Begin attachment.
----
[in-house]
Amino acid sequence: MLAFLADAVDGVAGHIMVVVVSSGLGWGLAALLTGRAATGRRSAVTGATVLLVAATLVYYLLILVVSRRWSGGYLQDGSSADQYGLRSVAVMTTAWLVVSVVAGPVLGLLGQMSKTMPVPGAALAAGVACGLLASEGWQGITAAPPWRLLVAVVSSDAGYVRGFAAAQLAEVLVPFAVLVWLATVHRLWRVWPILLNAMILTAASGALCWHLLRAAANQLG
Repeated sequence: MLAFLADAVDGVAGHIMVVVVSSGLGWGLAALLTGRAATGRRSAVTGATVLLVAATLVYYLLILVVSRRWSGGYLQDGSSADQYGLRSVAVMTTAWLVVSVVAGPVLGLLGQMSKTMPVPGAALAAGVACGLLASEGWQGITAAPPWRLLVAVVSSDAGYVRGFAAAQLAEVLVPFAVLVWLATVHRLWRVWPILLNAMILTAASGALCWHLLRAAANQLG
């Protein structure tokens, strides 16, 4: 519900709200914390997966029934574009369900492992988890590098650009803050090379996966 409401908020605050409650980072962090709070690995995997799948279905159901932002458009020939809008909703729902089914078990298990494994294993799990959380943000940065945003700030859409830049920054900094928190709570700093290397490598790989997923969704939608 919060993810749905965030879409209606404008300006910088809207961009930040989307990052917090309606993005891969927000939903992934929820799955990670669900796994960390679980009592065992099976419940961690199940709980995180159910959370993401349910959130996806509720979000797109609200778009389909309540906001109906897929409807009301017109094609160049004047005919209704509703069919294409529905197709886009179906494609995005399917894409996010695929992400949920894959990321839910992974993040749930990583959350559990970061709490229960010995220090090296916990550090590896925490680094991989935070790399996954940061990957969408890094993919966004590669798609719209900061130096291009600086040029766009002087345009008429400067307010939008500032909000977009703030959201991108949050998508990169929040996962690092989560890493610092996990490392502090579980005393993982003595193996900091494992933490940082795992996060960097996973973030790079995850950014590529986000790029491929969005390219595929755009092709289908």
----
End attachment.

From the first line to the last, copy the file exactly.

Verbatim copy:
[in-house]
Amino acid sequence: MLAFLADAVDGVAGHIMVVVVSSGLGWGLAALLTGRAATGRRSAVTGATVLLVAATLVYYLLILVVSRRWSGGYLQDGSSADQYGLRSVAVMTTAWLVVSVVAGPVLGLLGQMSKTMPVPGAALAAGVACGLLASEGWQGITAAPPWRLLVAVVSSDAGYVRGFAAAQLAEVLVPFAVLVWLATVHRLWRVWPILLNAMILTAASGALCWHLLRAAANQLG
Repeated sequence: MLAFLADAVDGVAGHIMVVVVSSGLGWGLAALLTGRAATGRRSAVTGATVLLVAATLVYYLLILVVSRRWSGGYLQDGSSADQYGLRSVAVMTTAWLVVSVVAGPVLGLLGQMSKTMPVPGAALAAGVACGLLASEGWQGITAAPPWRLLVAVVSSDAGYVRGFAAAQLAEVLVPFAVLVWLATVHRLWRVWPILLNAMILTAASGALCWHLLRAAANQLG
């Protein structure tokens, strides 16, 4: 519900709200914390997966029934574009369900492992988890590098650009803050090379996966 409401908020605050409650980072962090709070690995995997799948279905159901932002458009020939809008909703729902089914078990298990494994294993799990959380943000940065945003700030859409830049920054900094928190709570700093290397490598790989997923969704939608 919060993810749905965030879409209606404008300006910088809207961009930040989307990052917090309606993005891969927000939903992934929820799955990670669900796994960390679980009592065992099976419940961690199940709980995180159910959370993401349910959130996806509720979000797109609200778009389909309540906001109906897929409807009301017109094609160049004047005919209704509703069919294409529905197709886009179906494609995005399917894409996010695929992400949920894959990321839910992974993040749930990583959350559990970061709490229960010995220090090296916990550090590896925490680094991989935070790399996954940061990957969408890094993919966004590669798609719209900061130096291009600086040029766009002087345009008429400067307010939008500032909000977009703030959201991108949050998508990169929040996962690092989560890493610092996990490392502090579980005393993982003595193996900091494992933490940082795992996060960097996973973030790079995850950014590529986000790029491929969005390219595929755009092709289908």